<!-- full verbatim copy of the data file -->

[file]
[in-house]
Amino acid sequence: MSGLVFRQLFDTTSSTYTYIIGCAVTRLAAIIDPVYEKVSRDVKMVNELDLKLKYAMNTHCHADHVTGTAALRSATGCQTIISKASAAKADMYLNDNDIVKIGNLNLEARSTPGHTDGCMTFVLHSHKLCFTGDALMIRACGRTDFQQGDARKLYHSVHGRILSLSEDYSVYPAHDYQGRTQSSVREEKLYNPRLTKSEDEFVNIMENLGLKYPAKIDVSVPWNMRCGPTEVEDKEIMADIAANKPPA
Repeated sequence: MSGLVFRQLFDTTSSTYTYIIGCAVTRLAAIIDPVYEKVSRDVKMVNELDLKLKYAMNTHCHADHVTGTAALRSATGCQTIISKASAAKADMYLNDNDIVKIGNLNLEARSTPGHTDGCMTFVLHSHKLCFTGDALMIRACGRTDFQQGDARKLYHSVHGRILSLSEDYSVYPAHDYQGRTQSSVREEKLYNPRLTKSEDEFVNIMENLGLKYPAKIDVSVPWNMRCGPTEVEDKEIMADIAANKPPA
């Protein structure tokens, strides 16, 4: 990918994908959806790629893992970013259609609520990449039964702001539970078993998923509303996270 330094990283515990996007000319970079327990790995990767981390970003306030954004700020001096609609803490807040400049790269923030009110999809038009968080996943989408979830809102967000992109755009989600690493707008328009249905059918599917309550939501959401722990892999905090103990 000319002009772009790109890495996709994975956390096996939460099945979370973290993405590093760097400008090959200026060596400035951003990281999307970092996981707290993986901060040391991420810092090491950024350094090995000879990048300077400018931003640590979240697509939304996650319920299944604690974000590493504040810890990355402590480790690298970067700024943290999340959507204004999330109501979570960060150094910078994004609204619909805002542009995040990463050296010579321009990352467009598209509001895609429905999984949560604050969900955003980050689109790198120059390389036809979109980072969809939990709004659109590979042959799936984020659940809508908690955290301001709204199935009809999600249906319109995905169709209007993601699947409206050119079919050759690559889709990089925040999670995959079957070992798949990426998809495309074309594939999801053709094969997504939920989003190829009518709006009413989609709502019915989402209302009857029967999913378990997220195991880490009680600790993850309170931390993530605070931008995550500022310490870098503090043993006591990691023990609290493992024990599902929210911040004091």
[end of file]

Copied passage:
[in-house]
Amino acid sequence: MSGLVFRQLFDTTSSTYTYIIGCAVTRLAAIIDPVYEKVSRDVKMVNELDLKLKYAMNTHCHADHVTGTAALRSATGCQTIISKASAAKADMYLNDNDIVKIGNLNLEARSTPGHTDGCMTFVLHSHKLCFTGDALMIRACGRTDFQQGDARKLYHSVHGRILSLSEDYSVYPAHDYQGRTQSSVREEKLYNPRLTKSEDEFVNIMENLGLKYPAKIDVSVPWNMRCGPTEVEDKEIMADIAANKPPA
Repeated sequence: MSGLVFRQLFDTTSSTYTYIIGCAVTRLAAIIDPVYEKVSRDVKMVNELDLKLKYAMNTHCHADHVTGTAALRSATGCQTIISKASAAKADMYLNDNDIVKIGNLNLEARSTPGHTDGCMTFVLHSHKLCFTGDALMIRACGRTDFQQGDARKLYHSVHGRILSLSEDYSVYPAHDYQGRTQSSVREEKLYNPRLTKSEDEFVNIMENLGLKYPAKIDVSVPWNMRCGPTEVEDKEIMADIAANKPPA
């Protein structure tokens, strides 16, 4: 990918994908959806790629893992970013259609609520990449039964702001539970078993998923509303996270 330094990283515990996007000319970079327990790995990767981390970003306030954004700020001096609609803490807040400049790269923030009110999809038009968080996943989408979830809102967000992109755009989600690493707008328009249905059918599917309550939501959401722990892999905090103990 000319002009772009790109890495996709994975956390096996939460099945979370973290993405590093760097400008090959200026060596400035951003990281999307970092996981707290993986901060040391991420810092090491950024350094090995000879990048300077400018931003640590979240697509939304996650319920299944604690974000590493504040810890990355402590480790690298970067700024943290999340959507204004999330109501979570960060150094910078994004609204619909805002542009995040990463050296010579321009990352467009598209509001895609429905999984949560604050969900955003980050689109790198120059390389036809979109980072969809939990709004659109590979042959799936984020659940809508908690955290301001709204199935009809999600249906319109995905169709209007993601699947409206050119079919050759690559889709990089925040999670995959079957070992798949990426998809495309074309594939999801053709094969997504939920989003190829009518709006009413989609709502019915989402209302009857029967999913378990997220195991880490009680600790993850309170931390993530605070931008995550500022310490870098503090043993006591990691023990609290493992024990599902929210911040004091």